16 April 2019, Sydney
In 2011, Wikileaks, with Julian Assange as its editor, received a Walkley Award in Australia for its outstanding contribution to journalism. Walkley judges said Wikileaks applied new technology to “penetrate the inner workings of government to reveal an avalanche of inconvenient truths in a global publishing coup”. One of those many inconvenient truths was the exposure by video of US helicopter attacks in Baghdad that killed 11 civilians including two Reuters journalists.
Many mainstream journalists worked with Assange’s material to publish their own reports including media outlets such as the Sydney Morning Herald and The Age in Australia, The Guardian in the United Kingdom, The New York Times in the US, El Pais in Spain, Le Monde in France and Der Spiegel in Germany. There has been no attempt by the US Government to prosecute any of those journalists involved.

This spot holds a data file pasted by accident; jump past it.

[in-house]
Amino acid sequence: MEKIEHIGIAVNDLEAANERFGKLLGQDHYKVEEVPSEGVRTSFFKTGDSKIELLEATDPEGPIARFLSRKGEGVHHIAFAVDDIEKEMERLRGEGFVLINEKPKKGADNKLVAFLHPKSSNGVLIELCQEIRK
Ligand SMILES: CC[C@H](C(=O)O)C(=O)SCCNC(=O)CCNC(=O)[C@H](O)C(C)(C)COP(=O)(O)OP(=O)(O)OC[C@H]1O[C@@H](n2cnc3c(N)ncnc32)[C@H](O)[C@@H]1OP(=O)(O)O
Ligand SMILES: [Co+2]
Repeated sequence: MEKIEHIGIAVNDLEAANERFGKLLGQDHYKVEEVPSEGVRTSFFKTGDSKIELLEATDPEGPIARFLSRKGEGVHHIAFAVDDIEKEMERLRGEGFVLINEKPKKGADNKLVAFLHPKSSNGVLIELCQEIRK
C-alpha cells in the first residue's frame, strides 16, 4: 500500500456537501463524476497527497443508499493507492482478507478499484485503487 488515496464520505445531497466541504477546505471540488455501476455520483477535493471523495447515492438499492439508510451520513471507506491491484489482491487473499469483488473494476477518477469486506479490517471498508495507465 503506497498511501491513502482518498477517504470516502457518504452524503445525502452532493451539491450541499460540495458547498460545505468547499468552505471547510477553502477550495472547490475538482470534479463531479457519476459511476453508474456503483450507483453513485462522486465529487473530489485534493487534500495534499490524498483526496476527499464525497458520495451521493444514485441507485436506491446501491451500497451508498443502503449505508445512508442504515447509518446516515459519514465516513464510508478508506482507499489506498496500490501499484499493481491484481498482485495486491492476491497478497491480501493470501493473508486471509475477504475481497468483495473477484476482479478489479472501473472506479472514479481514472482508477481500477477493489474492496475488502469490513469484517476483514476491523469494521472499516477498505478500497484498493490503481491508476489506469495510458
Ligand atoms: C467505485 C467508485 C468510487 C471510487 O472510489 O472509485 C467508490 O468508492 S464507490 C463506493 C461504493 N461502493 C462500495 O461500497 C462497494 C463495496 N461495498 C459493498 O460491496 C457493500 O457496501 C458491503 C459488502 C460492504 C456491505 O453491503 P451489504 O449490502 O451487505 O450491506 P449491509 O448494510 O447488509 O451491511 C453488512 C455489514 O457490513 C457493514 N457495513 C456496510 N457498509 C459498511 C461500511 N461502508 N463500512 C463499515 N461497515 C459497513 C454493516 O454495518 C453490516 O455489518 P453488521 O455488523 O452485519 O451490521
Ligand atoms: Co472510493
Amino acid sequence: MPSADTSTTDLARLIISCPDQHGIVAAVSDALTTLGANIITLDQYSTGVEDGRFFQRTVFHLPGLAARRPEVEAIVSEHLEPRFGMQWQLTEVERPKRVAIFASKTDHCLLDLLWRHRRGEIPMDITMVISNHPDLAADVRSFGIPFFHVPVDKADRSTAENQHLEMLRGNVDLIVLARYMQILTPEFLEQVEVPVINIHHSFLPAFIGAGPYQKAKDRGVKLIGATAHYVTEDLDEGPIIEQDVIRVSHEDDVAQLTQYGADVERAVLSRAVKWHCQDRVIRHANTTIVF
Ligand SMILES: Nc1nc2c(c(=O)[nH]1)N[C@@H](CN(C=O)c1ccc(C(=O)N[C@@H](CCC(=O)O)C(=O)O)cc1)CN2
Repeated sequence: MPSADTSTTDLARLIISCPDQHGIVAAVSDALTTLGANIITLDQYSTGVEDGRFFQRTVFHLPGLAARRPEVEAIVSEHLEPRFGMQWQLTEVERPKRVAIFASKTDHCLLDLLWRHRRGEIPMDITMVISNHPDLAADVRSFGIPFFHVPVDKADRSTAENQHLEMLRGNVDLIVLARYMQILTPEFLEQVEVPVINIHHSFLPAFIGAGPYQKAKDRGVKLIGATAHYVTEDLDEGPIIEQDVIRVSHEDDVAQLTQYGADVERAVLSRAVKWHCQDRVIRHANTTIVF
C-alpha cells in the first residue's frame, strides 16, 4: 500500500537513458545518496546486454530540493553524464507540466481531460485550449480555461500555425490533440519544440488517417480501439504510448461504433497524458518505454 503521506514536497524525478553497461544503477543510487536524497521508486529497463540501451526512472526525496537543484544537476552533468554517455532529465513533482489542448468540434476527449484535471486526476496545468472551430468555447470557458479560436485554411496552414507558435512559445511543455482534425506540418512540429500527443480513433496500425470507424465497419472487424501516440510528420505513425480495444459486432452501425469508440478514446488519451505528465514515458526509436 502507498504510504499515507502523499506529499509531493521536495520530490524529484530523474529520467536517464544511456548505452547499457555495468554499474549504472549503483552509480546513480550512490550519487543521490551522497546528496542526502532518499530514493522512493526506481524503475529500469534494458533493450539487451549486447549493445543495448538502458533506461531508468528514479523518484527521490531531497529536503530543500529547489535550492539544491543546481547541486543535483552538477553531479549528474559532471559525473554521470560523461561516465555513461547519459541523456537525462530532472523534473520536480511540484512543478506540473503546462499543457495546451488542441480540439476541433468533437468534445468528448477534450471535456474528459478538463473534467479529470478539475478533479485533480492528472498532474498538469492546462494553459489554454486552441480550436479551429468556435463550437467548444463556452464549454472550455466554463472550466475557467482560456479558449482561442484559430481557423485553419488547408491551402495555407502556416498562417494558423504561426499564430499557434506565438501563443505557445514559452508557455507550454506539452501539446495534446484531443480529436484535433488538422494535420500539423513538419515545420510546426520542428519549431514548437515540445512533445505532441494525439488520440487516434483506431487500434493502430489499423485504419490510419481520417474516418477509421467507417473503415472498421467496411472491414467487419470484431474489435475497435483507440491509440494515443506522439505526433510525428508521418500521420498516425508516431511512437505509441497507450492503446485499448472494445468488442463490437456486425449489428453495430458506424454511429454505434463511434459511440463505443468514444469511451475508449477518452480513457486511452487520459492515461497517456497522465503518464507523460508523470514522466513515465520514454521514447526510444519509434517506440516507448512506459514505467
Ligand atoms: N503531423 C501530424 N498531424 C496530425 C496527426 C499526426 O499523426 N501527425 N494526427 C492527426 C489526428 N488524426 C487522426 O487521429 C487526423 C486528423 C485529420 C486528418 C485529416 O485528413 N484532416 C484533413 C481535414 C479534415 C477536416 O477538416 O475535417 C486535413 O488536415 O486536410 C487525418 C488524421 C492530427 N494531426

The Government is relying on one allegation against Assange—that he helped Chelsea Manning crack a password to access a US government computer—to seek his extradition from Britain to America where, if successful, he seems likely to face other, more serious charges that would constitute a direct assault on fundamental press freedoms.
Julian Assange’s personality and his more recent actions do not weaken the principle driving the Walkley Foundation’s concerns in this matter: that when he released the original Wikileaks material in 2010 Assange was assisting a whistleblower to reveal information in the public interest.
Given the potential adverse impact of this extradition attempt on a free, healthily functioning media, the Walkley Foundation Board urges the British and Australian governments to oppose Julian Assange’s extradition to the United States.
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